Saturday, July 14, 2007

14th January

Part 3

The incident of Mr Pisalkar telling me to dress “appropriately” was so unnerving more so because he had come to meet us early in the morning wearing a bush shirt over a ‘pyjama’. Irony of the situation was such that I was asked to take a ‘duppata’ to meet the villagers by a man who did not wear a decent formal garb to meet two urban women coming from Delhi.

By the time we reached Yavatmal our itinerary was almost decided and some changes had to be made in reservations that we had made from Delhi. Once Shailesh came to pick us up in the Sumo, the first stop was to buy a white duppata for me. This was a piece of cloth that I had with me for most part of the rest of the travel not considering whether white matched the colors I was wearing or not. Next we were taken to a travel agent to arrange for the changes in the reservations.

All this was happening while I was patiently waiting for the encounter with the villagers. Before I proceed with the travelogue, it is imperative that I explain my fascination with villages and villagers. I have been born and brought up in the urban setup of Delhi. Love the city and the city slickers alike. I have also grown up on stories of how wonderful the villagers are and of how beautiful the villages are. The stories of hospitality, ingenuity and generosity were at this time taking a life of their own in my mind. My imagination had put the villagers on a pedestal and the villages were more of a part of heaven than of earth by 10 o’clock on 14th January 2006, when I was so near yet not there.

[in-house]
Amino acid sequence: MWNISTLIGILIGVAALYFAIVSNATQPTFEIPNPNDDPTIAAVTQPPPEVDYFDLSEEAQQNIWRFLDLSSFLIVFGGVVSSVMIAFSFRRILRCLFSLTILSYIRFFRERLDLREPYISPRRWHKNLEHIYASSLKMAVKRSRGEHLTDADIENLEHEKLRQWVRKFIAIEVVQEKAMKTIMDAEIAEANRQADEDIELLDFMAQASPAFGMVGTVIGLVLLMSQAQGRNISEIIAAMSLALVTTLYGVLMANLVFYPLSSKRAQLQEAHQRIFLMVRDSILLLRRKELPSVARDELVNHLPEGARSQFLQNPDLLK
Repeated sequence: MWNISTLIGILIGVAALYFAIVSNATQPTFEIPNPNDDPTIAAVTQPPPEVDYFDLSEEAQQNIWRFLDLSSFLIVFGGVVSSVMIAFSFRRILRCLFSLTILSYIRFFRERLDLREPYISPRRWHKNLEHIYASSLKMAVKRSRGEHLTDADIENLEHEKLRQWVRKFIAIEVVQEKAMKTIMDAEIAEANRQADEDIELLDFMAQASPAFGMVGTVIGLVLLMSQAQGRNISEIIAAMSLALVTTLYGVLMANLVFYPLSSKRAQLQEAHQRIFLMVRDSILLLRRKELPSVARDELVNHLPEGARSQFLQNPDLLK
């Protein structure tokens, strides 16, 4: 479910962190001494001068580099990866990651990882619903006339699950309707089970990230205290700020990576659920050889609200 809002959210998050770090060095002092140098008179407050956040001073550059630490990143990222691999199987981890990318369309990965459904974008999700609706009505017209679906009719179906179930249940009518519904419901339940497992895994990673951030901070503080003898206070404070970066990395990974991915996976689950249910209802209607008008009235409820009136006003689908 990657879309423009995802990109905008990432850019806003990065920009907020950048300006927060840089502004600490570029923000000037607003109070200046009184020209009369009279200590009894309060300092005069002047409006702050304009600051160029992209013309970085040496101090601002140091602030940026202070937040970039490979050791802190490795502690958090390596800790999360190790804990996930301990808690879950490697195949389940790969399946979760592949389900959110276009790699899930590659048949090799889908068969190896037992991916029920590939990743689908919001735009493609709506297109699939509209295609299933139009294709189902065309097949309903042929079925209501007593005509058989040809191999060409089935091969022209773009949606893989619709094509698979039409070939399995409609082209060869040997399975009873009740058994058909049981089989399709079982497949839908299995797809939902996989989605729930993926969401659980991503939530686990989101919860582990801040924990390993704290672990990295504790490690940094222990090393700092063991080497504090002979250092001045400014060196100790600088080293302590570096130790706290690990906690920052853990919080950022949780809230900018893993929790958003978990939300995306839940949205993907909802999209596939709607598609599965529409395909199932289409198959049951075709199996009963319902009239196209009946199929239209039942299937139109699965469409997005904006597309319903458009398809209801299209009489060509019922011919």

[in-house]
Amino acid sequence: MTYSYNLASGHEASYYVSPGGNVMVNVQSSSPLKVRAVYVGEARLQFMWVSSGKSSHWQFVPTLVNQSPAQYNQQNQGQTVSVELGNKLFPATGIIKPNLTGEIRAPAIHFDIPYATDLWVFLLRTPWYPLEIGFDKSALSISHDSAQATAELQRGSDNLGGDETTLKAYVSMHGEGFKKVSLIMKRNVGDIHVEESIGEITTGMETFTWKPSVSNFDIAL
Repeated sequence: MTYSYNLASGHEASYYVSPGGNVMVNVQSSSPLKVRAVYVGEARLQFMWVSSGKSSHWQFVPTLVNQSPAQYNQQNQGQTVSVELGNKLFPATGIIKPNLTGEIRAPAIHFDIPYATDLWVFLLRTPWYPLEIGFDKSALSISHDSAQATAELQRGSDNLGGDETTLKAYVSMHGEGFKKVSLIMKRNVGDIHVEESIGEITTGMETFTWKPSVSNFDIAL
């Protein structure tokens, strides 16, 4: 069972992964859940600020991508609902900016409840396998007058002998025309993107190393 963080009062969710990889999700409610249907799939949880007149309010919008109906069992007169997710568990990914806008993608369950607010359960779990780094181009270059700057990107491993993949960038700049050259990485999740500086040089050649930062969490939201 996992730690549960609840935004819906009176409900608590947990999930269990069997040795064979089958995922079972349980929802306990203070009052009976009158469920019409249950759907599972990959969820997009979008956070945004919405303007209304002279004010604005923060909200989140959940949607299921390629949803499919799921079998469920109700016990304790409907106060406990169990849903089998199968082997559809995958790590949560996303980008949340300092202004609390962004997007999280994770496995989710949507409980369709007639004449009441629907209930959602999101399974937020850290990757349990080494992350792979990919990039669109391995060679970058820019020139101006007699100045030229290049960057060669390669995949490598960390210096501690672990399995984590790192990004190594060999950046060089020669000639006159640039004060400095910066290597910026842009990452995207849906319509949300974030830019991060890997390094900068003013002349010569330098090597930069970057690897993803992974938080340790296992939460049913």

After coming out of the travel agent I was very sure that the next stop would be a village. The direction that the Sumo took belied my instinct. Shailesh had instructed the driver to take us to his home/office. Here we were greeted with a plate of poha and sheera (a sweet preparation called Halwa in north India) along with tea --- that was very black, very sweet and very little (thank God for that last mercy). After the eating and the small talk with Pisalkar family our party followed Shailesh to the upper floor of his house to talk work.

The office was a two-room setting. The furniture was minimal. The room that greeted us as we entered was just like a government establishment. Where numerous green, red and mustard colored cardboard files with sheets of paper coming out of them were strewn all over the place. A huge Godrej iron almirah with a bunch of keys hanging on the lock was the focal point of this room. Shailesh at this point announced that he would like to tell us a little about his organization, its origin, its working and then finally of how he would be of help to us. From this point on my job of an AD began. Ma’am told me to take notes and to remember all the major points that Shailesh mentioned. I was on the job!

I was amazed at the man’s stamina. Being a talker myself, talking non-stop for an hour is no big deal for me. But Shailesh opened my eyes when he spoke continuously for 2½ hours. Even ma’am interjecting him with questions trying to make sure he stuck to the subject did not deter his spirits.